Brilique boosted by NICE’s long-term prevention recommendation
NICE has published draft guidance recommending AstraZeneca’s anti-clotting drug Brilique (ticagrelor 60 mg) with aspirin for people who have had a heart attack.
A higher 90mg dose of the drug is already recommended for 12 months after a heart attack, but the new recommendation would see patients taking it for a further three years to reduce their risk of another heart attack or stroke.
In 2012/13 there were around 140,000 hospital admissions for heart attacks in England, many of them preventable by more widespread drug treatment.
The draft guidance found that Brilique was cost effective in this setting, costing about £1 per tablet.
The decision is great news for AstraZeneca, which is banking on further growth in Brilique – known as Brilinta in the US – to help increase its revenues over the next five years.
Earlier this year the company suffered a setback when the drug failed to show superiority to aspirin in preventing secondary heart attacks or strokes.
Analysts from Thomson Reuters Cortellis said at the time that strong results from the SOCRATES would have boosted consensus forecasts, which stand at an annual $1.87 bn for 2020. AZ has predicted sales could reach $3.5 bn by 2023, but will struggle to reach these heights without convincing data on heart and stroke prevention.
However, shortly after this disappointment, The American College of Cardiology and American Heart Association unveiled new treatment guidelines which named Brilinta as the preferred option for certain patients with acute coronary syndrome, putting it ahead of the generic gold standard clopidogrel. The guidelines recommend AZ’s drug in those with coronary stents and those who suffered a particular type of heart attack known as STEMI.
The new NICE recommendation will offer the drug a similar boost – though its endorsements are never certain to have an impact on UK prescribing patterns.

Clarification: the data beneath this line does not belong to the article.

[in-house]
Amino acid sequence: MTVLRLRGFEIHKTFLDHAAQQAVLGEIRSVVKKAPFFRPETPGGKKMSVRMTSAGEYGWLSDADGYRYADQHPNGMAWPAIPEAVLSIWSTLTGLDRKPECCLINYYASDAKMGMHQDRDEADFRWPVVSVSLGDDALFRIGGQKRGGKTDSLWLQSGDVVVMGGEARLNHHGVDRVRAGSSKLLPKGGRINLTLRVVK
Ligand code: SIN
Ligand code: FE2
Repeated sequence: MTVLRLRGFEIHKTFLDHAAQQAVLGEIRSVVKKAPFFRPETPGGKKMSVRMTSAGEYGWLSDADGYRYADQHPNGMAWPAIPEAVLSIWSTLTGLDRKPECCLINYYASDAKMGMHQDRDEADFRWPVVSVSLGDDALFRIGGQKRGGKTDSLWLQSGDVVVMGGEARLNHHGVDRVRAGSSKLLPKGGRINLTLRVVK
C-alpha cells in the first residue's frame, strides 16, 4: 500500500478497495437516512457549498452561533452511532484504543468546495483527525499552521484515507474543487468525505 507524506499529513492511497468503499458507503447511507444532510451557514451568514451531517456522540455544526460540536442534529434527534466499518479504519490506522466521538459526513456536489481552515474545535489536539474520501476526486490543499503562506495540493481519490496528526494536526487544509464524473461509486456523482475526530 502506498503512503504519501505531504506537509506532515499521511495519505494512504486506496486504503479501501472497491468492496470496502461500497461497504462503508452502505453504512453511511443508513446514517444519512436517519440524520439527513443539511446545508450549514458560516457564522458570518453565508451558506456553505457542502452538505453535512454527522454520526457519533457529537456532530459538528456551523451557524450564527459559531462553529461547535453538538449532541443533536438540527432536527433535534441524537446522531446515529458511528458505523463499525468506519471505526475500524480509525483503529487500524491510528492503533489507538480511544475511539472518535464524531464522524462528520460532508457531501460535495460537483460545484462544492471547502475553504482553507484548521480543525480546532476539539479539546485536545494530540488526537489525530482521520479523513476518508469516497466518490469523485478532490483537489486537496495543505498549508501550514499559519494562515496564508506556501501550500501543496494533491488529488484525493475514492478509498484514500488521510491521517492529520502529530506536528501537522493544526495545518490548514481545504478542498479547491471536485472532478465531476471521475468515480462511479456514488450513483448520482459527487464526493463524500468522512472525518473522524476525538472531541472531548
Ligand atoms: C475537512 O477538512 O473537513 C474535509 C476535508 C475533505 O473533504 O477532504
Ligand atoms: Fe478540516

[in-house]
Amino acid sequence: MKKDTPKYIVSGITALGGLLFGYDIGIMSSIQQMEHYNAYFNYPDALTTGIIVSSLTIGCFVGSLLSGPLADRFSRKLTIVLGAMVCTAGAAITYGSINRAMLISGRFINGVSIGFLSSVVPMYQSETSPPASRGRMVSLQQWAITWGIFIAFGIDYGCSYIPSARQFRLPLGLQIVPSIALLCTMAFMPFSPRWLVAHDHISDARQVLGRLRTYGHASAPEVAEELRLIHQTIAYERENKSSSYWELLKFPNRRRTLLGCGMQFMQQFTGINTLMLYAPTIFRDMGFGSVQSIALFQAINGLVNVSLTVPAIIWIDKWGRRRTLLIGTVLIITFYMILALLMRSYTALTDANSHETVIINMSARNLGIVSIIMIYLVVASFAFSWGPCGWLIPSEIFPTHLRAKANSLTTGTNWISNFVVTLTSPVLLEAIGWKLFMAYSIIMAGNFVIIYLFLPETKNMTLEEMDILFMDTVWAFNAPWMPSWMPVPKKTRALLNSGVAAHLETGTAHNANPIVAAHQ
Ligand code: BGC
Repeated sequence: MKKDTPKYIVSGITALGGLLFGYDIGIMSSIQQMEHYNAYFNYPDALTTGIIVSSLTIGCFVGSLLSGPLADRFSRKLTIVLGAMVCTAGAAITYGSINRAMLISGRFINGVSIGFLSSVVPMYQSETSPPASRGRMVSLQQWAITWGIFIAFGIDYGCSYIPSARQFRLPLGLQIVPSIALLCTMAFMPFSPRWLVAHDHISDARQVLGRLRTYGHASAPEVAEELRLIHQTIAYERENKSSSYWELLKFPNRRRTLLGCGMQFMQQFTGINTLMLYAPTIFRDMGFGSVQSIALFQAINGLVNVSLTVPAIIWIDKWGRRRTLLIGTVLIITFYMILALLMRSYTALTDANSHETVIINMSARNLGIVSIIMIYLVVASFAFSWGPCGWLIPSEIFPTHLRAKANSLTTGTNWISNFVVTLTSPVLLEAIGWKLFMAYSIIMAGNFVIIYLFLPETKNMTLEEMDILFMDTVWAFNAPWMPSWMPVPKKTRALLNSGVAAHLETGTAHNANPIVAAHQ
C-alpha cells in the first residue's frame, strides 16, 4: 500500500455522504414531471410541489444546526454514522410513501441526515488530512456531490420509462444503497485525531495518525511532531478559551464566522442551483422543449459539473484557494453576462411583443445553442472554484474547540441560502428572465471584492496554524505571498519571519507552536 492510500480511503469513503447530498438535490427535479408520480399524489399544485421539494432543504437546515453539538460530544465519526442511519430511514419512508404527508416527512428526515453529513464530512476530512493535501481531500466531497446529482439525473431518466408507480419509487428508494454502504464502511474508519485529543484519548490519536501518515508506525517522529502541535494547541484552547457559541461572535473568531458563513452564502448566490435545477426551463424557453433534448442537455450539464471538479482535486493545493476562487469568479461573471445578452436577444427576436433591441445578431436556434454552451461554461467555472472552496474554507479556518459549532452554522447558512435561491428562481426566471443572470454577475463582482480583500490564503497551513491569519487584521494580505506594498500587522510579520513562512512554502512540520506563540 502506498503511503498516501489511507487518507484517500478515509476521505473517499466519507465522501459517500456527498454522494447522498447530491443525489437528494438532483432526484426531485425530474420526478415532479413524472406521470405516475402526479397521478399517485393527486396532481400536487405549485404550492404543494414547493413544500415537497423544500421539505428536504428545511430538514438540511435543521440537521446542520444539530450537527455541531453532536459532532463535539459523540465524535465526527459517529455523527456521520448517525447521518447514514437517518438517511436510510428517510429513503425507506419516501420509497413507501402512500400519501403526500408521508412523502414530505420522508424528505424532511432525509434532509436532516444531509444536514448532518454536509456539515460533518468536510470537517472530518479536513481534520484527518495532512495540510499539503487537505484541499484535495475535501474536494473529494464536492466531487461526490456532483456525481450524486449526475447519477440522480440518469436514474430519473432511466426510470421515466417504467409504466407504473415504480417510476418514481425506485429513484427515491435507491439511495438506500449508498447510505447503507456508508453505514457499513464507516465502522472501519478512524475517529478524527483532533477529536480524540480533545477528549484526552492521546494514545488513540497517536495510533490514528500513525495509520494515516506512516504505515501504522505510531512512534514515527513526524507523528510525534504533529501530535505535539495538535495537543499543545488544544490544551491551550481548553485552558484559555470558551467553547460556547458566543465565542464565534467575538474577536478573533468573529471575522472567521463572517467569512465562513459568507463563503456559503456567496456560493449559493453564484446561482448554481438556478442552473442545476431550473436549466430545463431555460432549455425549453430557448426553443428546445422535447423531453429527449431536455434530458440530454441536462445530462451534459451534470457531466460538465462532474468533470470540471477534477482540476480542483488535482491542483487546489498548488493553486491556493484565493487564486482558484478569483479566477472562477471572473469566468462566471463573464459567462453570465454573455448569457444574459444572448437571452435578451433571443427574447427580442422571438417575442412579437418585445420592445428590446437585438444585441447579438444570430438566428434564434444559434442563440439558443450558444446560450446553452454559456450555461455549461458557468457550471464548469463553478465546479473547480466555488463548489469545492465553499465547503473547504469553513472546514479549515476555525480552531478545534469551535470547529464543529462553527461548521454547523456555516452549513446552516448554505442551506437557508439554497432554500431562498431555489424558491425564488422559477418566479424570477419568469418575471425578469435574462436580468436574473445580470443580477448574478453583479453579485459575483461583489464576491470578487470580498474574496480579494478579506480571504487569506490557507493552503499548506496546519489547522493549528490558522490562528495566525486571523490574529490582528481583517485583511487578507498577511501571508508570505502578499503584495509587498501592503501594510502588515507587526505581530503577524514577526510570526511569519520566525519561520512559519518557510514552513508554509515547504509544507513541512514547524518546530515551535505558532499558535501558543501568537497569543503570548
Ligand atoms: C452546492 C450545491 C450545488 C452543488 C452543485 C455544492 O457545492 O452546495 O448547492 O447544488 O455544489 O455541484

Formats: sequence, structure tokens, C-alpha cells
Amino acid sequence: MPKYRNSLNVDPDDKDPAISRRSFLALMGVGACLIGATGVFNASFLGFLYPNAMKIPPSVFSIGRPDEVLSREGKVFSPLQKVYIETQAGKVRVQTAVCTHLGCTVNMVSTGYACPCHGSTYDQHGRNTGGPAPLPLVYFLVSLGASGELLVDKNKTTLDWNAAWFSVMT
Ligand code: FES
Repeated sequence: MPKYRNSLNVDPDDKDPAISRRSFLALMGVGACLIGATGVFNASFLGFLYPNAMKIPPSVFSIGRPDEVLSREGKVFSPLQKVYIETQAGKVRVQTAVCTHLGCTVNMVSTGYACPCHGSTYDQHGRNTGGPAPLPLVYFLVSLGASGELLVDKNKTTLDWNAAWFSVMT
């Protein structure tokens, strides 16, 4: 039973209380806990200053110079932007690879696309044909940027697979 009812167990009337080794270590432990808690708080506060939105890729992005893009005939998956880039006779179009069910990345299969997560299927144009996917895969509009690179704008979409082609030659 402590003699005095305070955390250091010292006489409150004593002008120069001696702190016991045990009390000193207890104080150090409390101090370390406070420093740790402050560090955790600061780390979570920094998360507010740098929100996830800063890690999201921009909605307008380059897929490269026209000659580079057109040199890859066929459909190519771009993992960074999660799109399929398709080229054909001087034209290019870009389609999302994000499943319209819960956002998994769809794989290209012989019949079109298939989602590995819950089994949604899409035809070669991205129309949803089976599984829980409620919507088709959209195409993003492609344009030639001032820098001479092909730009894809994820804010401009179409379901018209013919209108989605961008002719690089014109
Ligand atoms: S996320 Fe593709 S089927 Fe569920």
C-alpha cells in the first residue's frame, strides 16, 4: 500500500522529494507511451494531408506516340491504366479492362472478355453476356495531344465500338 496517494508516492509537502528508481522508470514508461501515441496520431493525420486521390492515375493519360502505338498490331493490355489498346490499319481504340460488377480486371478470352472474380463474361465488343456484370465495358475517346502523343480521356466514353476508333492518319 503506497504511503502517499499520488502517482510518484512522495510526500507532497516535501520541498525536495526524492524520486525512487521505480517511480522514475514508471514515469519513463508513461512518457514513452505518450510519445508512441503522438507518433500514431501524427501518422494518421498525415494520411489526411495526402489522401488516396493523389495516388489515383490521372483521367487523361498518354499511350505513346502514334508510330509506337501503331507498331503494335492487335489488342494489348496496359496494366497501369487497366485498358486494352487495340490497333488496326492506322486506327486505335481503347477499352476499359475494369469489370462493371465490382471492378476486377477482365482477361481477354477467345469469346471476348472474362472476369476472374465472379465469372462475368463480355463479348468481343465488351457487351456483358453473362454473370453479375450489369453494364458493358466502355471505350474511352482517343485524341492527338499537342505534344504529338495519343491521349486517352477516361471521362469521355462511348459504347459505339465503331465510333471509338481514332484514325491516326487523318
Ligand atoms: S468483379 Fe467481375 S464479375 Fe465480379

Professor Carole Longson MBE, NICE health technology evaluation centre director, said the drug had demonstrated its efficacy in cutting the risk of further heart attacks and strokes.
“Despite the availability of effective secondary prevention treatments as many as a quarter of people who have had a heart attack go on to have another heart attack or stroke – often with devastating consequences,” she said. NICE says it didn’t recommend Brilique’s use beyond three years because of limited safety and efficacy data beyond this point.
Sales of Brilinta/Brilique reached 395 million in the first half of 2016, up 48% on the same period last year.
The next major milestone for the drug is a key trial readout in peripheral arterial disease (PAD). If the data is encouraging, the company will file for approval in this indication in the first half of 2017.
Another major trial is THEMIS, which is investigating the drug in preventing major cardiovascular events in patients with established coronary artery disease and type 2 diabetes, but who haven’t yet suffered a heart attack or stroke. More than 19,000 patients have been recruited for the trial, from which results are expected in 2018.
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